Dealing with cancer is no laughing matter. Depending on the type of cancer that you may have, one of the first questions that may come to mind is what triggers it. While in many types of cancer that fact has yet to be determined, there are some types that we do have a better understanding of.
This is true with lymphoma. The disease can affect any person at any age but the good news is that it is treatable. In fact, due to our understanding of lymphoma and ways to treat it, it is possible to live for many years after being diagnosed. But let's face facts, we are still dealing with a formidable enemy so as the saying goes, 'knowledge is power.' We need to understand what causes lymphoma and what triggers its advance.
What Is Lymphoma?
You need to first understand cancer. In simple terms, our bodies are made of many different types of cells all performing very specific functions. Cancer develops when the cells do not follow their designed patterns. They either begin to divide in abnormal ways, or they continue to live on long after their usefulness is no longer required. In most cases of cancer, this leads to too many cells in the wrong places in your body. The result is a lump or a tumor somewhere where the out of control cells have accumulated. These tumors will eventually absorb the nutrients and energy the healthy cells in your body needs, putting your life in jeopardy.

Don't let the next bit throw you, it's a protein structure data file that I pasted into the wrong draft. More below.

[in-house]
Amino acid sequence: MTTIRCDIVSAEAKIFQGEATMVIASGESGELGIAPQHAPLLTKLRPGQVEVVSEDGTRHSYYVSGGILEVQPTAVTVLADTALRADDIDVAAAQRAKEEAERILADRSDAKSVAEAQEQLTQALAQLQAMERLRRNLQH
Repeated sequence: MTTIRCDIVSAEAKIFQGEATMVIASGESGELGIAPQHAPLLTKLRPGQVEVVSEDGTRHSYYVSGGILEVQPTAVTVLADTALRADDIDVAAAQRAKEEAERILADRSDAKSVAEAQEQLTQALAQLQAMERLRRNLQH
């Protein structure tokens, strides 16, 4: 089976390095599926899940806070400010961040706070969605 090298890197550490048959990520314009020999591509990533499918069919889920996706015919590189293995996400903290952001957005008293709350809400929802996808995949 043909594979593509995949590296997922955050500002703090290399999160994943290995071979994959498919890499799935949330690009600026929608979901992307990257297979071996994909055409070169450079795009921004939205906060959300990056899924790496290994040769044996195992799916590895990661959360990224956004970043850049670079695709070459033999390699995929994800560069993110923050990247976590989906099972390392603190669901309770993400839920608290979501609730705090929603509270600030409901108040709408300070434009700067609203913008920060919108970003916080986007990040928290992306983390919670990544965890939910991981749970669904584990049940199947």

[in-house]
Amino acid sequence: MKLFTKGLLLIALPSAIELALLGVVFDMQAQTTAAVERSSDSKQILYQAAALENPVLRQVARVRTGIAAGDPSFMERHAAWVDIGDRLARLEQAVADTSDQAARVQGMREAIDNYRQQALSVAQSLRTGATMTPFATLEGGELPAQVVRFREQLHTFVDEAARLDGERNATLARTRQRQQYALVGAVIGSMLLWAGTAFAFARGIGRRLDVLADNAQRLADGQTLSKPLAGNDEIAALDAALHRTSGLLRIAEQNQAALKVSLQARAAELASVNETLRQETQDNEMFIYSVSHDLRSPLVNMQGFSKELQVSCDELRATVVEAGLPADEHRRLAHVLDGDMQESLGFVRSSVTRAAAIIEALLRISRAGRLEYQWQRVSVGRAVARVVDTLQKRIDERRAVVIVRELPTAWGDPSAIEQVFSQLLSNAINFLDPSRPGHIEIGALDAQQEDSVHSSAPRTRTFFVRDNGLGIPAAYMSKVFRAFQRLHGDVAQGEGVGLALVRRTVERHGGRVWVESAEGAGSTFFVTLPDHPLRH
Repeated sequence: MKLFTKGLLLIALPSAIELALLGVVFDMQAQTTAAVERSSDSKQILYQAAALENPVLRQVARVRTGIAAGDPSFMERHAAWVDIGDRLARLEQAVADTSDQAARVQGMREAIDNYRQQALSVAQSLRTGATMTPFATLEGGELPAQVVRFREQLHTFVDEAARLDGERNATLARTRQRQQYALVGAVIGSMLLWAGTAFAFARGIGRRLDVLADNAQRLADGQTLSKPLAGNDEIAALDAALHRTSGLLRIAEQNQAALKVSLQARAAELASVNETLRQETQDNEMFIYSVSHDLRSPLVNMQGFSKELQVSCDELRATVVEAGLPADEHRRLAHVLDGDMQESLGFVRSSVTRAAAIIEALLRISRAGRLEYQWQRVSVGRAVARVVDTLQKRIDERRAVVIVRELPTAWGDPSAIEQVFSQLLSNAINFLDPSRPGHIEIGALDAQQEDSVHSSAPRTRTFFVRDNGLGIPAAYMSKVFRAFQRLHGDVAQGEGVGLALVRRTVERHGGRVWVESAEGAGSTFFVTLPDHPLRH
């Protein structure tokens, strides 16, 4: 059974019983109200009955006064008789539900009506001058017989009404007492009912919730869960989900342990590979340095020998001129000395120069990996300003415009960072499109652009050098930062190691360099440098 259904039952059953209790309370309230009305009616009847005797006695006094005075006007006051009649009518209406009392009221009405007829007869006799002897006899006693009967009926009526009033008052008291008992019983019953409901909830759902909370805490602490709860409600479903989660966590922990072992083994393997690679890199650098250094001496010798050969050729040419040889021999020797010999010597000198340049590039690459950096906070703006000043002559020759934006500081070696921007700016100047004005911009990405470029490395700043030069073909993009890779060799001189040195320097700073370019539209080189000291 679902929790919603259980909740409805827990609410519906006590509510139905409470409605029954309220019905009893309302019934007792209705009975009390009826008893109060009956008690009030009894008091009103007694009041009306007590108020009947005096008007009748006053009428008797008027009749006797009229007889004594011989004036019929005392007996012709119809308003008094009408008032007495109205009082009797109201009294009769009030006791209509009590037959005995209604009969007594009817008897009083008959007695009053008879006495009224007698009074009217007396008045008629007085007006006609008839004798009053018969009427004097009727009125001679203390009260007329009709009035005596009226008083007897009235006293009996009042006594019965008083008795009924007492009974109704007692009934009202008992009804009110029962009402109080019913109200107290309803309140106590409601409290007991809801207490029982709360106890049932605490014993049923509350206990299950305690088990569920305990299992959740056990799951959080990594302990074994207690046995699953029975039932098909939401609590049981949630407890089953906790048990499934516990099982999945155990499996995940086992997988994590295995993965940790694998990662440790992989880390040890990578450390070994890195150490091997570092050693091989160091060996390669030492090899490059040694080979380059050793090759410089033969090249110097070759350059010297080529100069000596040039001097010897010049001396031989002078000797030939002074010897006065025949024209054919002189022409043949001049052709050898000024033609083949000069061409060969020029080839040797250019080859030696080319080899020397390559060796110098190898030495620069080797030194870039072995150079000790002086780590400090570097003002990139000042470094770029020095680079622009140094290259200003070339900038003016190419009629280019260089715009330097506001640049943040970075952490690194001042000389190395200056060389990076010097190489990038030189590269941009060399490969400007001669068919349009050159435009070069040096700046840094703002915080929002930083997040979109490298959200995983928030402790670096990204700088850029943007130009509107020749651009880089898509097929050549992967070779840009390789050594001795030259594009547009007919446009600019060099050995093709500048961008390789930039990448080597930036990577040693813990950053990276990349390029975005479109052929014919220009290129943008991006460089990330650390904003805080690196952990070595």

In lymphoma, these cells divide abnormally or fail to die when their purpose has been fulfilled. The excess rogue cells collect in the lymph nodes around the body and can even spread to invade other organs.
When the lymphoma affects other parts of the body, it can alter the way those areas function. If it enters into the bone marrow, it is possible that it can interfere with the marrow's process of making new blood cells. It can also affect the breasts, stomach, the skin, the bowels, or even the liver, thus interfering with the body's normal functioning.
What Causes Lymphoma?
While we know that lymphoma is not something that can be spread from one person to the next we still need to know what causes lymphoma. Studies have shown that certain groups of people are at a higher risk than others due to very specific risk factors.
- Those who have had an organ transplant and take drugs to avoid rejection.
- Those who have HIV.
- Those who suffer from autoimmune disorders.
- Those who have had the Epstein-Barr infection, or Helicobacter pylori bacteria.
- Those who have relatives with lymphoma.
For those who fall within one of these categories, they are considered to be at a high risk of developing lymphoma. However, it is important not to assume that those who do not have these risk factors are not going to get the disease. Cancer can strike almost any person at any time so it's important to stay on top of your health and take precautionary measures whenever possible. Once you fully understand what causes lymphoma you can take whatever steps you can to avoid getting it or allowing it to advance.